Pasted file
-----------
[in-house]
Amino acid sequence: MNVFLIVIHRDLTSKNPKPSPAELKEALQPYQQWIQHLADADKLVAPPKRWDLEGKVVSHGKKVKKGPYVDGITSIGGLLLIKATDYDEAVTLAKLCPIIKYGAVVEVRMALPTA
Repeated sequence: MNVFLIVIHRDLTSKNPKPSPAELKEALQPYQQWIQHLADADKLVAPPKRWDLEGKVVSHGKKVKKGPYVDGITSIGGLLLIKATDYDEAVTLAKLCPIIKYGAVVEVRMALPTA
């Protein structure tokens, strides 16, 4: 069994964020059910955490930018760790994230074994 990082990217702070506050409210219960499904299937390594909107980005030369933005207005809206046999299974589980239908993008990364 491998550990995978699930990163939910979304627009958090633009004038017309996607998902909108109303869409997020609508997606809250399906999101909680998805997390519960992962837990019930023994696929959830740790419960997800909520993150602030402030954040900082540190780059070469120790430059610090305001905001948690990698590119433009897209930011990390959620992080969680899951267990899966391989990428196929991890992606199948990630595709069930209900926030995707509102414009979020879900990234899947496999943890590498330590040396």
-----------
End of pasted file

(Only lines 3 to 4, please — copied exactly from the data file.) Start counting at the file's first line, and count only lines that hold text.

Repeated sequence: MNVFLIVIHRDLTSKNPKPSPAELKEALQPYQQWIQHLADADKLVAPPKRWDLEGKVVSHGKKVKKGPYVDGITSIGGLLLIKATDYDEAVTLAKLCPIIKYGAVVEVRMALPTA
């Protein structure tokens, strides 16, 4: 069994964020059910955490930018760790994230074994 990082990217702070506050409210219960499904299937390594909107980005030369933005207005809206046999299974589980239908993008990364 491998550990995978699930990163939910979304627009958090633009004038017309996607998902909108109303869409997020609508997606809250399906999101909680998805997390519960992962837990019930023994696929959830740790419960997800909520993150602030402030954040900082540190780059070469120790430059610090305001905001948690990698590119433009897209930011990390959620992080969680899951267990899966391989990428196929991890992606199948990630595709069930209900926030995707509102414009979020879900990234899947496999943890590498330590040396």